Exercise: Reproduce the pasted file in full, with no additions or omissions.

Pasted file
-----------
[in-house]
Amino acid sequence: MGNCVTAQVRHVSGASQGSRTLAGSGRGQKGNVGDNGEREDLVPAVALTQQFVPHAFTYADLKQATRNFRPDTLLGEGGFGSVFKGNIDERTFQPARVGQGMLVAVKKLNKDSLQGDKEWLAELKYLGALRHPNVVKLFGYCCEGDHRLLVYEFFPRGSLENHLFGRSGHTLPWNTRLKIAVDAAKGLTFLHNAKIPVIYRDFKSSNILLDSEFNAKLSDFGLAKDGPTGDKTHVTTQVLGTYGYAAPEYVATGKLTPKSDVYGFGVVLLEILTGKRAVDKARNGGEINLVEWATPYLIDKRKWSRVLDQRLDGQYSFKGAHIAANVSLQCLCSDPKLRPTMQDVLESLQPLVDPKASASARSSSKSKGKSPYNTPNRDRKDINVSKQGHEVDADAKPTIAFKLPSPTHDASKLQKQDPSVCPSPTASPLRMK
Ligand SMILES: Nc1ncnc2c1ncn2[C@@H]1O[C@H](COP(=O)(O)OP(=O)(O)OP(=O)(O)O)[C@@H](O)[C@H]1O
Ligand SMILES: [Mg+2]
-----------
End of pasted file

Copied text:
[in-house]
Amino acid sequence: MGNCVTAQVRHVSGASQGSRTLAGSGRGQKGNVGDNGEREDLVPAVALTQQFVPHAFTYADLKQATRNFRPDTLLGEGGFGSVFKGNIDERTFQPARVGQGMLVAVKKLNKDSLQGDKEWLAELKYLGALRHPNVVKLFGYCCEGDHRLLVYEFFPRGSLENHLFGRSGHTLPWNTRLKIAVDAAKGLTFLHNAKIPVIYRDFKSSNILLDSEFNAKLSDFGLAKDGPTGDKTHVTTQVLGTYGYAAPEYVATGKLTPKSDVYGFGVVLLEILTGKRAVDKARNGGEINLVEWATPYLIDKRKWSRVLDQRLDGQYSFKGAHIAANVSLQCLCSDPKLRPTMQDVLESLQPLVDPKASASARSSSKSKGKSPYNTPNRDRKDINVSKQGHEVDADAKPTIAFKLPSPTHDASKLQKQDPSVCPSPTASPLRMK
Ligand SMILES: Nc1ncnc2c1ncn2[C@@H]1O[C@H](COP(=O)(O)OP(=O)(O)OP(=O)(O)O)[C@@H](O)[C@H]1O
Ligand SMILES: [Mg+2]